If you ran the kitchen at Le Cirque, one of New York’s fanciest and most expensive restaurants, and the following words appeared in a New York Times appraisal of your joint, what would you do?:

In a series of meals since the late spring, Le Cirque classics like steak au poivre, Dover sole almondine and even the famous chocolate soufflé lacked conviction. New dishes lacked rationale. Nearly everything lacked seasoning. The kitchen gave the impression that it had stopped reaching for excellence and possibly no longer remembered what that might mean.

Beef carpaccio, the chilly maroon flesh stretched out below a scattershot application of radish and celery slices that had started to curl, tasted of refrigeration and surrender. In what was meant to be a salad, a white flap of flavorless squid was pulled over a length of octopus leg like a shroud; it sat next to frigid white beans that were crunchy at the center.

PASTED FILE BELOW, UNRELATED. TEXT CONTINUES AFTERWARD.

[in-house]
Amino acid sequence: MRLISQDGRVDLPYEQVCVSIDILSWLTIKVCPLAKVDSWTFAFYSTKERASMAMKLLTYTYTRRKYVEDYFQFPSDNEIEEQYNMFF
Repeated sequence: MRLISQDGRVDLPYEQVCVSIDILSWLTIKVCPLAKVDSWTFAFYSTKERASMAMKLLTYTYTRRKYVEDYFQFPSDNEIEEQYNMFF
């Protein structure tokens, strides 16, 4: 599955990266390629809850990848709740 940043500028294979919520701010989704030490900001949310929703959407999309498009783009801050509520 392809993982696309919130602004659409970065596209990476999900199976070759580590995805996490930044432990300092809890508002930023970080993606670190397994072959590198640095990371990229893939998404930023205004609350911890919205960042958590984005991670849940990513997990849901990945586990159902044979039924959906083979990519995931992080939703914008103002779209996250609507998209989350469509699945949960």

Roast chicken tasted the way roast chicken tasted in American restaurants 30 years ago (like nothing) and sat next to a muddy, shapeless swamp of porcini. A long log of Dover sole under a sheet of bread crumbs had neither the texture nor the flavor that might justify charging $49 for a fish stick.

Soft green bell pepper and watery peeled tomatoes had lost all memories of their days under the hot sun by the time they were draped like old newspapers over and around a chunk of striped bass. Summer corn soup was the color of winter squash, which may be why it tasted almost nothing like corn. Anyone with a bottle of olive oil and access to a supermarket produce aisle might easily prepare an heirloom tomato salad that surpasses the one I was served at Le Cirque in August.

If you asked these ingredients to speak for themselves, they would shrug and stare at the floor.

After one particularly dispiriting meal, a companion turned to me and said, “They’ve given up.”

Whole thing here. Kudos to new restaurant critic Pete Wells for having the stones to tell it straight.